AppBoard is a data visualization tool that works by fetching data from a variety of data sources and caches, transforms, associates, and then presents the data in a set of dashboards. AppBoard dashboards are not static however, as actions can be defined to perform drill-downs, filter content, show additional details, and more. As a result it’s possible to build highly interactive dashboards that allows users to quickly both visualize data and zero-in on the information they need to perform their job.
Building dashboards in AppBoard is easy using the Builder tool which is a graphical Adobe Flash based client. All configuration is GUI based including configuring collecting and managing data, building out content, and other system administration functions.
End-users of the system use the AppBoard Viewer which is also a Adobe Flash based client. This provides users with a restricted set of dashboards with the ability to interact but not modify the contents or behaviour.
1. Basic Concepts #
At the top level, the dashboards a user can see are represented by Stacks which are a collection of Boards. Each Board is a separate dashboard in its own right with its own set of visualization Widgets. Widgets visualize a Data Collection that may have been filtered on the server side, or the client side. Finally these data collections are driven by data from external Data Sources such as databases.
As an AppBoard administrator tasked with building dashboards the process is roughly broken into two parts:
- Content Design & Management:
- Design one or more dashboards for a target organizational role, keeping in mind the data to drive the dashboard has to come from somewhere. Designing dashboards is a skill on it’s own and we recommend books such as Information Dashboard Design by Stephen Few in order to build pertinent dashboards for the target audience.
- Determining how to present the data, which widgets, how it should be laid out, and how the user will interact via actions if any.
- Data Management:
- Finding where data resides in order to produce the desired visualizations
- Accessing the data (creating data sources)
- Understanding how to transform the data, if needed, in order to drive the desired visualizations (using sub-queries, data collections, data processing scripts, and perhaps external to AppBoard)
- Understanding how the data may need to be associated with other data
- Understanding how the data may need to be filtered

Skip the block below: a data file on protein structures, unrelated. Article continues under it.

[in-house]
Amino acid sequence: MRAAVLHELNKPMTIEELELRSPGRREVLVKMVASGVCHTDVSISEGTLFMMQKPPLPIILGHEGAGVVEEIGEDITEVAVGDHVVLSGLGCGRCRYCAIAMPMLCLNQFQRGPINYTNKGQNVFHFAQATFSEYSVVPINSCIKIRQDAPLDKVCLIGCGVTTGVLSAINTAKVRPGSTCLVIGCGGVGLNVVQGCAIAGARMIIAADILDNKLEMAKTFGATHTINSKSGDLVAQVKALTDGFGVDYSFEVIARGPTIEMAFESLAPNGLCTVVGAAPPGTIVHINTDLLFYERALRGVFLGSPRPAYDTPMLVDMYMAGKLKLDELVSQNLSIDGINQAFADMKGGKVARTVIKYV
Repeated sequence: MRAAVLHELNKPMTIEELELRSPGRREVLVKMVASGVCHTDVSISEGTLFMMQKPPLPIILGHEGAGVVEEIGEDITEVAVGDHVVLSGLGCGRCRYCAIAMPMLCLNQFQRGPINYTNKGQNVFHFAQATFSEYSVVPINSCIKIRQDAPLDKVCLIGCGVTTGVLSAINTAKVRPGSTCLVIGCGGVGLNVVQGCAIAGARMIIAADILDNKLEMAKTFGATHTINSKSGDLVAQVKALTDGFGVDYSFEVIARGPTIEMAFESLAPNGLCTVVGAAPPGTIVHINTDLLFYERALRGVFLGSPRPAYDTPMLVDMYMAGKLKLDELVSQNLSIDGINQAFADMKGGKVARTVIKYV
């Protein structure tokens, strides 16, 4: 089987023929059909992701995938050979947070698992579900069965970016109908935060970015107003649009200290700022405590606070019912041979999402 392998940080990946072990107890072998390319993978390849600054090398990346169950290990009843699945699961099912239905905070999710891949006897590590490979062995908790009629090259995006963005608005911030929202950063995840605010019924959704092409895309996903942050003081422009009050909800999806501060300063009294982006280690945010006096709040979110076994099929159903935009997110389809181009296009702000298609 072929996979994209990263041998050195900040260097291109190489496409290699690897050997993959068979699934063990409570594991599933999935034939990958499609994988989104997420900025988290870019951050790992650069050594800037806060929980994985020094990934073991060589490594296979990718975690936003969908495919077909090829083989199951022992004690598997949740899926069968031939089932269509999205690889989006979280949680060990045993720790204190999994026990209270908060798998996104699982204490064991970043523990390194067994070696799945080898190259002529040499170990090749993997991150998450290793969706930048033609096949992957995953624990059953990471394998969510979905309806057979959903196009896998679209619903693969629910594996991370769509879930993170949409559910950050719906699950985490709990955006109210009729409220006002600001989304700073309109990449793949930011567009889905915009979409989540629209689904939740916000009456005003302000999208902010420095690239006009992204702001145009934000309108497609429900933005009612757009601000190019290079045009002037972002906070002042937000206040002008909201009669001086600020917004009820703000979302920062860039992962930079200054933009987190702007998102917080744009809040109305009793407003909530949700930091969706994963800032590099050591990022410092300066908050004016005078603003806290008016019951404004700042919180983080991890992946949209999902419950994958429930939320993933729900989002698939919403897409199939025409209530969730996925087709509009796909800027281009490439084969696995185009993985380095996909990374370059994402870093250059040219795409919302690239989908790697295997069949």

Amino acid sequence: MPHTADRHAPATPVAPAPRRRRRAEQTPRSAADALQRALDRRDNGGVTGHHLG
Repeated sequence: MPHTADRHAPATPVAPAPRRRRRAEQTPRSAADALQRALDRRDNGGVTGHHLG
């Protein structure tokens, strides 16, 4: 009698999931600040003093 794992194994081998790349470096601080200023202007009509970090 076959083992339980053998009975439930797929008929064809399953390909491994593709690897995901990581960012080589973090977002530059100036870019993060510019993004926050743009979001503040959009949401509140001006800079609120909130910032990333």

2. Data Sources #
Good data visualization requires good data. This data can be stored in a variety of different locations and formats, which can lead to problems when trying to create holistic summary views. AppBoard has a dedicated “Data Source” mode that allows you to access all this information, regardless of where it is or what format it is in.
Another challenge to data visualization is that the raw data available from these “data sources” must first be manipulated or optimized before it can be useful. AppBoard provides you with some powerful data manipulation tools to optimize data so that it can be effectively visualized.
- AppBoard gives you the ability to Group, Pivot, and Sort information both on the client, and at the server.
- “Server Side Filters” also allow you to optimize large data sets before you bring it into a memory on the client.
- “Client Side Filters” allow you to take advantage of information that’s already available in client memory.
- Data caching also provides a way to optimize performance to clients and also reduce the load on the back-end data source.
For more information refer to the Data Sources page.
3. Data Collections #
Any data that is pulled into AppBoard gets placed into a “Data collection”. This information is stored in memory on the client, so it is rapidly available to any widget or board that has appropriate permissions. Like “Data Sources”, AppBoard has a dedicated mode that allows you to manage all your “Data Collections”. The “Data Collections Wizard” allows you to control how much information you are bringing into memory via “Server Side Filter”, but you can also manipulate the data already in memory via “Client Side Filter”.
Data Collections are the foundational block that all AppBoard visualizations are based upon. For more information refer to the Data Collections page.
4. Widgets #
Data visualization inside AppBoard is done by associating a Data Collection with a Widget. AppBoard contains a number of widgets, but every widget requires a Data Collection.
On top of just visualizing data, Widgets allow you to configure “Actions”. For example, you can contextually filter one widget based on a selection in another, or you can drill down into a child board that shows details based on an item selected in the parent. The key is knowing that when you click on a Widget, you’re actually clicking on the piece of data that’s being represented by the widget. Actions allow you to use this piece of data as context to alter client or server side filters for any Data Collection inside AppBoard. This flexibility allows for extremely powerful interactions.
Refer to the Widgets page for more information.
5. Stacks and Boards #
In AppBoard, Widgets are placed on “Boards”. A collection of Boards is called a “Stack”.
Each stack has a corresponding tab in the banner area of the builder which lets you navigate to that stack. Stacks are an important concept because provisioning is done at the stack level by assigning stacks to roles.
Refer to the main Builder page for more information on Stacks, Boards, and Provisioning.